by Janet Portman
Q: We’re new landlords, proud owners of a 20-unit apartment building. A neighboring owner advised us to consider billing our tenants for their water usage. We’ve never heard of this; how can we bill them when there’s only one meter that services the building? –Martha and John M.
A: Making tenants pay for their water usage has become a popular way for landlords to recoup their water costs and increase their profits (studies have also shown that when tenants are billed directly, a property’s overall water usage drops considerably). There are three ways to go about this.
The best method is to have the water company install meters for each unit, so that each household pays the utility directly.
Secondly, you can contract with a sub-metering company to install sub-meters, which transmit a unit’s water usage directly to the company via digital signals (no need for a meter-reader to physically check the meter). The company bills each household directly, and the landlord pays an administrative fee.
Finally, you can estimate each unit’s usage by using the “RUBS” method (Ratio Utility Billing System), in which you estimate each unit’s usage and share of the total bill based on the unit’s square footage or number of occupants. The landlord bills each household for its share of the monthly bill.
Each of these approaches has its limitations, however. Having the water company install individual meters is feasible in new construction, but usually not practical as a retrofit. Using a sub-metering company involves an initial expense (installing the sub-meters), though you may find an aggressive company willing to front the cost. And don’t count on being able to pass-through this cost (or the ongoing administrative costs) to your tenants, because some states or localities forbid it. As for RUBS, many tenants will object, arguing that whatever formula you use cannot take into account individuals’ habits (the careful family of three might use less water than the wasteful couple next-door, for example).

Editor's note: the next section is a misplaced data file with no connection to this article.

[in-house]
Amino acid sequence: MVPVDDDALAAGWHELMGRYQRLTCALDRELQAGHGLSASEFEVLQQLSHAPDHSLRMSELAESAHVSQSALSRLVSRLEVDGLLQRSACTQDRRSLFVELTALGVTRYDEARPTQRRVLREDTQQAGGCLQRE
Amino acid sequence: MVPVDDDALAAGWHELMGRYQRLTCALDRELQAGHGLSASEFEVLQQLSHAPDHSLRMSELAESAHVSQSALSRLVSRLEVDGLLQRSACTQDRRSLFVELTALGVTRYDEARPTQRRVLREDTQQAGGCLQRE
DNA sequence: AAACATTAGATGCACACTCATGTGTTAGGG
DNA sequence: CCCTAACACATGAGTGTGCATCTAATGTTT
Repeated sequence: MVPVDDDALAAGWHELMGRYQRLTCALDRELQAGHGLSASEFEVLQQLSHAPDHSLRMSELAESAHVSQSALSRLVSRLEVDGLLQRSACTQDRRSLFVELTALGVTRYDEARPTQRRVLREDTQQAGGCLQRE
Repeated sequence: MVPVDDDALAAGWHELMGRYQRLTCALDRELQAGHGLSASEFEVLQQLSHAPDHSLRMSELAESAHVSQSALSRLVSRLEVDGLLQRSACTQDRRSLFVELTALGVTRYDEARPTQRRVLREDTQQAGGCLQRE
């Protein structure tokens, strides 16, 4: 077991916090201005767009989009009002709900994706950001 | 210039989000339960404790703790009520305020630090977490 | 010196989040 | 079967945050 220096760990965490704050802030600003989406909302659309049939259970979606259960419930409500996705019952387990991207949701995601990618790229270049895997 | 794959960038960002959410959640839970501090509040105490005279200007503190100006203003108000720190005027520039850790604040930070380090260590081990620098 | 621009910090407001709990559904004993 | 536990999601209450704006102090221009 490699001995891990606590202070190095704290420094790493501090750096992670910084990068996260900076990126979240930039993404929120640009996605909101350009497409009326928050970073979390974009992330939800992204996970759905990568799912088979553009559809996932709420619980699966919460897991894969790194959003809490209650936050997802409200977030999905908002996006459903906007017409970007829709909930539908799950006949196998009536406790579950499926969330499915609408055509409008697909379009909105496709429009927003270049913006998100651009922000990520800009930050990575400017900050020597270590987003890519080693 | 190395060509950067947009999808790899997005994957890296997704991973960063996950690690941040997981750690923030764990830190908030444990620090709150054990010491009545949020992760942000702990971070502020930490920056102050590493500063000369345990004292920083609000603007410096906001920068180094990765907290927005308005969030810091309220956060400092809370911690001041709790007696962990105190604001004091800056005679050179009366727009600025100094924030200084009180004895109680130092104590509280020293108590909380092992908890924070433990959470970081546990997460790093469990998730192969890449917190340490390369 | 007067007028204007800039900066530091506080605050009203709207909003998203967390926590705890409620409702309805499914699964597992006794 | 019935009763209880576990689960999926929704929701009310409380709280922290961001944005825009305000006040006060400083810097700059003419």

Be sure to do your homework before taking up your neighbor’s suggestion. Your state might disallow sub-metering altogether (as does Mississippi), and your local laws might have something to say, too. Start by talking with your water company or check its Web site (go to www.utilityconnection.com for a comprehensive list of water districts and agencies). If you decide to use a sub-metering company, shop around and look for a company with a solid reputation for customer service and accurate billing.
Janet Portman is an attorney and managing editor at Nolo. She specializes in landlord/tenant law and is co-author of “Every Landlord’s Legal Guide” and “Every Tenant’s Legal Guide.” She can be reached at [email protected].
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For more information on the benefits of submetering, click here.
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